The Pacific island nation of Tuvalu is turning to the metaverse to preserve its culture

With global temperatures expected to rise as much as 2.8 degrees Celsius by the end of the century, the island nation of Tuvalu says it has no choice but to build a digital version of itself. On Tuesday, Simon Kofe, the country’s foreign minister, told the COP27 climate summit Tuvalu would look to the metaverse to preserve its culture and history amid rising sea levels (via Reuters).

“As our land disappears, we have no choice but to become the world’s first digital nation. Our land, our ocean, our culture are the most precious assets of our people. And to keep them safe from harm, no matter what happens in the physical world, we’ll move them to the cloud,” Kofe said in a video that sees the camera slowly zooming out to reveal that he’s in front of a greenscreen recreation of his home.

At last year’s COP26 summit, Kofe famously addressed the conference standing knee-deep in seawater to highlight the existential threat climate change poses to island nations like Tuvalu. In his latest address, the metaverse is framed as a potential home for all countries if there’s not a global effort to address the problem.

“Only concerted global effort can ensure that Tuvalu does not move permanently online and disappear forever from the physical plane,” he said. “Without a global conscience and a global commitment to our shared well-being, we may soon find the rest of the world joining us online as their lands disappear.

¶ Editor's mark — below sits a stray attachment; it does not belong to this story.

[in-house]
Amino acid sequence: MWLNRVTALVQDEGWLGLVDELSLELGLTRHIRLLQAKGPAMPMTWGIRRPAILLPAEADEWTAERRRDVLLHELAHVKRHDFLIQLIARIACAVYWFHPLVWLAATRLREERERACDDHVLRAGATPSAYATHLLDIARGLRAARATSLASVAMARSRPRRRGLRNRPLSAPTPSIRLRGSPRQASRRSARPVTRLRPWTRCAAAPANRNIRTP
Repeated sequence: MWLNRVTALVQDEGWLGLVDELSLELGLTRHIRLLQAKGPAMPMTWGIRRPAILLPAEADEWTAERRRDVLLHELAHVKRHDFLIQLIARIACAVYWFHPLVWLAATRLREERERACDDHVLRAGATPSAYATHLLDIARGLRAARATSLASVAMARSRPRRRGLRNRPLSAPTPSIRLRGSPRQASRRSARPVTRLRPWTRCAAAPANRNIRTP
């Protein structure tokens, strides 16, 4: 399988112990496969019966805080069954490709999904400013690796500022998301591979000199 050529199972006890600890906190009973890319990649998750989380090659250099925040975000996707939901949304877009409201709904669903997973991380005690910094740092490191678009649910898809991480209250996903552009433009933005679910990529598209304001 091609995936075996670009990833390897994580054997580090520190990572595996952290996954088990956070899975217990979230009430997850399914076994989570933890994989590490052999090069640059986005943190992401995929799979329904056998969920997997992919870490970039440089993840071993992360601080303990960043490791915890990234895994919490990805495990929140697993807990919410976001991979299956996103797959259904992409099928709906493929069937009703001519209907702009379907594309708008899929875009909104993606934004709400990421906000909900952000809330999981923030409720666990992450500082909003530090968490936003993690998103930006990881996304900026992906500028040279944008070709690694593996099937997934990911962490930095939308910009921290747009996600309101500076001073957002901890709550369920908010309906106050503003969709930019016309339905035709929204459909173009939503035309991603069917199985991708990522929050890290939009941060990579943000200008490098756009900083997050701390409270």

Tuvalu is an archipelago consisting of nine islands located between Australia and Hawaii. It’s home to approximately 12,000 people. Climate scientists anticipate the entire country will be underwater by the end of the 21st century.

To achieve the 1.5C target put forward by the Paris Agreement and avoid significantly worse climate outcomes, the world has eight years to reduce annual global emissions by a further 45 percent, compared with projections based on current policies. To limit the rise in temperatures to under 2C, an extra 30 percent reduction in emissions is needed.

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